This is without doubt the most divisive movie to come out in a long time. People either hate it or love it, with very few people on the fence about it. I make it a point not to read reviews before I go to see a film I’m planning to cover, but the headlines screaming about mother! (not to be confused with one of my favorite Korean films called Mother sans exclamation point) couldn’t be ignored. It got an F from viewer-polled Cinemascore, but earned raves from some well-known critics. The New York Times even posted an article titled, “Hating ‘Mother!’: Readers Speak Out.” And after finally seeing it for myself, I understand both sides of the argument, but come down on the WTF#?! side.

The film has been falsely marketed as a psychological horror flick, but it has a lot more pretensions. At the center is a never named couple – a poet (Javier Bardem) and his wife/muse (Jennifer Lawrence). They live in a big house in the middle of nowhere that she is renovating as he struggles to write. But their quiet life is disturbed by a stranger (Ed Harris) showing up at the door, moving in, and inviting his wife (Michelle Pfeiffer) and family and a load of other strangers to take over the house. Wife/Muse is not happy about it, but Poet loves the attention. Then the strangers bring death and destruction and eventually they’re thrown out. And things are back to the quiet life, until Poet writes a hit poem (are there such things?) and Wife/Muse gets pregnant, and then another army of people descend on the house and there’s more death and destruction.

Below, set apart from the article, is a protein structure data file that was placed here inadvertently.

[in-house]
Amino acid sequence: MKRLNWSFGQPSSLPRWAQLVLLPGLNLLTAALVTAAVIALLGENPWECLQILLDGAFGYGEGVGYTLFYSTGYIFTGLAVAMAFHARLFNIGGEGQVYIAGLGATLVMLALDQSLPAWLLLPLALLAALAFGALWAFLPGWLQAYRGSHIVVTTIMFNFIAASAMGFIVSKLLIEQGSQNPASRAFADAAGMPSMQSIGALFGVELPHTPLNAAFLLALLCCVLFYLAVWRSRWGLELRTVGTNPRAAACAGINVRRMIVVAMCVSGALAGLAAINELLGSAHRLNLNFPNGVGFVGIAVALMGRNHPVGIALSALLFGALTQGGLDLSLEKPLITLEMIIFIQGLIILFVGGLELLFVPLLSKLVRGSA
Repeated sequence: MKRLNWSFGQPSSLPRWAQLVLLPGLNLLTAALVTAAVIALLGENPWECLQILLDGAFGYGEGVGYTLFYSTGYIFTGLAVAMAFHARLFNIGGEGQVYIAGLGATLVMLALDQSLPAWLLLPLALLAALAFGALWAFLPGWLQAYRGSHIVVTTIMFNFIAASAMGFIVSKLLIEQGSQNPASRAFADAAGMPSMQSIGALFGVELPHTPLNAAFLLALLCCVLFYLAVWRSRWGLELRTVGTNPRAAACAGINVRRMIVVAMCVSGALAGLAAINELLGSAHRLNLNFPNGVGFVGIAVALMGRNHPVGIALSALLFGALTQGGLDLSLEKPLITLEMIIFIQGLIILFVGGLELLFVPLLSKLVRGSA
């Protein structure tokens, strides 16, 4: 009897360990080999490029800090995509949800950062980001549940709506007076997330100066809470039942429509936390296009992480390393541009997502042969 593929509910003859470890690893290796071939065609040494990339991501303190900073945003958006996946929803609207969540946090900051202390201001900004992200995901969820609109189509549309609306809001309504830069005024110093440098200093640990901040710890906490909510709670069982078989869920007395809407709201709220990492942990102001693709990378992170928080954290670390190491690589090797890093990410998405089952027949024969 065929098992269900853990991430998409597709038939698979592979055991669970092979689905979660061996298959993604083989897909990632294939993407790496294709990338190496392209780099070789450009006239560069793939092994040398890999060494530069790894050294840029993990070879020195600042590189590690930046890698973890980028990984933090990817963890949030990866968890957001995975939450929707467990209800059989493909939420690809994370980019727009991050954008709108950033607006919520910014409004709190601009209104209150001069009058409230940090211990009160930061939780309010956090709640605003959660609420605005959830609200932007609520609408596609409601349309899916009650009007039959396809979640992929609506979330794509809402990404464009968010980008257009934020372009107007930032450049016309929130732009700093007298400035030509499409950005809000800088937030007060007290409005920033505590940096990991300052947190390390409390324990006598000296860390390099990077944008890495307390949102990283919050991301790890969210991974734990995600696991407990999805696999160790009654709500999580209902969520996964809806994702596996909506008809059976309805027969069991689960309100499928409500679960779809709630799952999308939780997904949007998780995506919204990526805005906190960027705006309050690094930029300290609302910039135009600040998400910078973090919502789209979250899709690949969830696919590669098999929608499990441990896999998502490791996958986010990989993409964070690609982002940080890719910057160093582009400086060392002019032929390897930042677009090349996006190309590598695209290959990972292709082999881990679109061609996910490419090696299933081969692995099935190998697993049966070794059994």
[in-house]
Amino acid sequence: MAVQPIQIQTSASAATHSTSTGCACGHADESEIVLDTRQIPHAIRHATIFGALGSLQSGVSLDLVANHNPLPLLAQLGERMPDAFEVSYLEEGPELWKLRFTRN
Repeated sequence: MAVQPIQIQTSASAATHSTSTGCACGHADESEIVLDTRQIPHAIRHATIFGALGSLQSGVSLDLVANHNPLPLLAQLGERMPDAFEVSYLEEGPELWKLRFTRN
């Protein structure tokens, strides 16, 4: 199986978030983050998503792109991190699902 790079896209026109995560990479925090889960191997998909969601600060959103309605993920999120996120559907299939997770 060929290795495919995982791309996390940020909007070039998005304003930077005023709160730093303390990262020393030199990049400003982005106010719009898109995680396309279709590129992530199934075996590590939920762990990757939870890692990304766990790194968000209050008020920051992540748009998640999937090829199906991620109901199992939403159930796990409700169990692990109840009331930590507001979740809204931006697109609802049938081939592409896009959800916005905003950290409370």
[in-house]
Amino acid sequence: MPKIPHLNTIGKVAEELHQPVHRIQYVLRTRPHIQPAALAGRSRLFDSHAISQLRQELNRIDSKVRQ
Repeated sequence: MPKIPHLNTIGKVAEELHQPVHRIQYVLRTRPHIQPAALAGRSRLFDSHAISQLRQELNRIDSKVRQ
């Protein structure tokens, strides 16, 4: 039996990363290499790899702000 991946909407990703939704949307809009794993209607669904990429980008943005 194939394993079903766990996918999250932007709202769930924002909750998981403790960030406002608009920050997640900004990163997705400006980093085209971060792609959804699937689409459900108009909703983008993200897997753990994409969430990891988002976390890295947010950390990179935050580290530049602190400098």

The folks that love the film see all these things as a brilliant allegory. I got it, but found the whole thing a hot mess. And Jennifer Lawrence? I usually like her, but she is more wooden in this than she was in Serena. She spends the whole film sighing and taking a mysterious yellow elixir when she gets overwhelmed, which is pretty much all the time until she get preggers. Bardem is more dimensional, but their chemistry is nowhere to be seen. The audience is left to put together clues of a burnt down house, a shiny stone, a heart beating in the walls of said house, and something about destruction and renewal. Is it a biblical allegory, or a statement about fame, or, as was mentioned in an interview with the director, something to do with global warming? Frankly, after sitting through it all, I don’t care what writer/director Darren Aronofsky (Black Swan, Noah) was trying to say. He lost me.

For a great compendium of opinions on the film read this from the New York Times.

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